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  • During a Tuesday meeting, the East Hampton Town Trustees showed clear irritation at what they called pressure from residents of trustee-owned land at Lazy Point.
  • The most toxic form of cyanobacteria, or blue-green algae, was present among the bacteria that were first detected in July in Georgica Pond in East Hampton. The finding was the result of research conducted by Christopher Gobler of Stony Brook University on behalf of the East Hampton Town Trustees, who closed the pond to the harvesting of marine life through the summer and fall.

  • An environmental engineering firm tasked with developing a water-quality management plan for the Hook Pond watershed area should be selected by next month. 

    Becky Molinaro, the East Hampton Village administrator, delivered an update on the Hook Pond Water Quality Improvement Project to the village board at a brief work session last Thursday. The initiative is a collaboration with the town, the East Hampton Town Trustees, and community organizations.

  • Citing recent heavy rainfall and stormwater runoff, the State Department of Environmental Conservation has temporarily closed several waterways in East Hampton and Southampton to the harvesting of shellfish.
  • The Amagansett Citizens Advisory Committee voted on Monday to inform the East Hampton Town Board that it is considering whether to request a hamlet study in which problems related to housing, wastewater, transportation, utility lines, and beaches would be identified and addressed.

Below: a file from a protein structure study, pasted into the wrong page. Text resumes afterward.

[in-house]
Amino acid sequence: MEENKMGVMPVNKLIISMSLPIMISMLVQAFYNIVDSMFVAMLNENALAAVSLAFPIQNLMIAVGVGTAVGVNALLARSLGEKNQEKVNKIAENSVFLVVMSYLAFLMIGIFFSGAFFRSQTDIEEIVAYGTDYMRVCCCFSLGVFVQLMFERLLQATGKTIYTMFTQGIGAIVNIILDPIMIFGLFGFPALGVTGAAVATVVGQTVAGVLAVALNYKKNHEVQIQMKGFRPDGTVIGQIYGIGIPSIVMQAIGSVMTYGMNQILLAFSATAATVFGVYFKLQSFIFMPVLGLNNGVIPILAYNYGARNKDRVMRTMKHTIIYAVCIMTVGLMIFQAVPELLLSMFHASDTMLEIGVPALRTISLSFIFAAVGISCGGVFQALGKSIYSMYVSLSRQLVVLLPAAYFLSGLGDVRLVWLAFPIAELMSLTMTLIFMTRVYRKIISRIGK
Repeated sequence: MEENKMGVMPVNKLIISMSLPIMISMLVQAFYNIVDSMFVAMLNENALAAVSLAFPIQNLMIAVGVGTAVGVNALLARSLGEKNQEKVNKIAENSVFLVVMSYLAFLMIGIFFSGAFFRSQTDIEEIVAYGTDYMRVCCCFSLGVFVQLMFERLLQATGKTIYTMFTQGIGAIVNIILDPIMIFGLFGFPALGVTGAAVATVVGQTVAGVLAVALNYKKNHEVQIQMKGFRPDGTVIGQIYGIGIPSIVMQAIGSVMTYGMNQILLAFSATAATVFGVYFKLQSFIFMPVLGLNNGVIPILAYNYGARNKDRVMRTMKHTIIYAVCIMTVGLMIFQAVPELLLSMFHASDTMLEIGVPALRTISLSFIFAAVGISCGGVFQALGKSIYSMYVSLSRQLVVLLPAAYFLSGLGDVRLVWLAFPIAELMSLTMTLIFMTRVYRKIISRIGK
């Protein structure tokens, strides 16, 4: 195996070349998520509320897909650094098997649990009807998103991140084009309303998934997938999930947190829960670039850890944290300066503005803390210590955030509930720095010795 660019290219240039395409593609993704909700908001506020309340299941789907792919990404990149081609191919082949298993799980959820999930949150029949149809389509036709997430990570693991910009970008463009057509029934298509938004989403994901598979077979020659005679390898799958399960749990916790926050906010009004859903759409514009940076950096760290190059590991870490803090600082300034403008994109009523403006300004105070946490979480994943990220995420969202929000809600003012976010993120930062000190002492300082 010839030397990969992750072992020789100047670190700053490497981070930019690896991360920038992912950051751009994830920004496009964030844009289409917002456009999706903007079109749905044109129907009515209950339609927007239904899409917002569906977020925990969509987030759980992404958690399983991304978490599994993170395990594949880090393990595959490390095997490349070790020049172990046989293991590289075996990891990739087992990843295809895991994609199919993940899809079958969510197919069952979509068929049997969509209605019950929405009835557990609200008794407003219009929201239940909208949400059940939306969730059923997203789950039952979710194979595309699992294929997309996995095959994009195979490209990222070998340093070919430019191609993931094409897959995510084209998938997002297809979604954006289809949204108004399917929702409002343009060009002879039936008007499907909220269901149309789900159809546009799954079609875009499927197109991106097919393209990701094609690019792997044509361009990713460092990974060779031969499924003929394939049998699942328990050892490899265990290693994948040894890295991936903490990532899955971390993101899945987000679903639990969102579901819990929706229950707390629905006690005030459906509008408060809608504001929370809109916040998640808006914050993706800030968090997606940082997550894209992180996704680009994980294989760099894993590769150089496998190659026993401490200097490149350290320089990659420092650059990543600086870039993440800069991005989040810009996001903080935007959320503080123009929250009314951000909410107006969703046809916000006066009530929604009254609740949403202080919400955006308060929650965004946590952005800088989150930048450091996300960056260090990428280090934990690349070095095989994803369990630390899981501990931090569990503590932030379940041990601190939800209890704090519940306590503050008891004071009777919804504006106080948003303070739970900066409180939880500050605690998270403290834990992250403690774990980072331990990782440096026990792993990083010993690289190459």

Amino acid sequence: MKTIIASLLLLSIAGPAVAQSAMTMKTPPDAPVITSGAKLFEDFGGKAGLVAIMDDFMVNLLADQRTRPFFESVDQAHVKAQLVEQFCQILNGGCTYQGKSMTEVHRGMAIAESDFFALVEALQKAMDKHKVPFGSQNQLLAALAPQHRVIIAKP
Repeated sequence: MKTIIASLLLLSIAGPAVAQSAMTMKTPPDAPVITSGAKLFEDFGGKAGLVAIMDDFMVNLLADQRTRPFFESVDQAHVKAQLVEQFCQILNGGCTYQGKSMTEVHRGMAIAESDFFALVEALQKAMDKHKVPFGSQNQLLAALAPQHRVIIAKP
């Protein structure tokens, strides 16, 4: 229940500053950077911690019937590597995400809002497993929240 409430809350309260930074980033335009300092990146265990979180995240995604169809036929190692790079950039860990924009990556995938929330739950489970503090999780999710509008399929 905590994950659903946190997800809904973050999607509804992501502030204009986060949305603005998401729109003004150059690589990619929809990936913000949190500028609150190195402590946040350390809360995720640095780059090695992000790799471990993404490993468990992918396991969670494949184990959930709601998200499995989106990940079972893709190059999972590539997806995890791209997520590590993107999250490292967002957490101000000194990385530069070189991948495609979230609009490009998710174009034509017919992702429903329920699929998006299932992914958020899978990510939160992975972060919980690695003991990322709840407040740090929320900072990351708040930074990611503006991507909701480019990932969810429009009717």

• In the wake of highly publicized police shootings of young African-American men, and the subsequent refusal of grand juries to indict the officers involved, a silent vigil for racial justice will happen tomorrow from 3:30 to 5:30 p.m. at the Bridgehampton war memorial. Those in attendance plan to hold placards with the name of a victim of such incidents.

  • It was 20 years ago today that the Rev. Dr. Katrina Foster was ordained by the Evangelical Lutheran Church in America. She is the pastor of two congregations, in Amagansett and Montauk.
  • An Oct. 8 letter from the Wainscott School Board to the district’s taxpayers about a proposed affordable housing development was called “inflammatory” and “a blindside” from “a very small but very vocal group” at a meeting on Friday at the senior citizens housing complex at St. Michael’s Lutheran Church in Amagansett.

  • The utility poles have been treated with pentachlorophenol, a wood preservative that is restricted to use in utility poles and railroad ties in the United States.
  • Three years after it was destroyed by fire, demolition of the remains of Scoville Hall, owned by the Amagansett Presbyterian Church, has begun.

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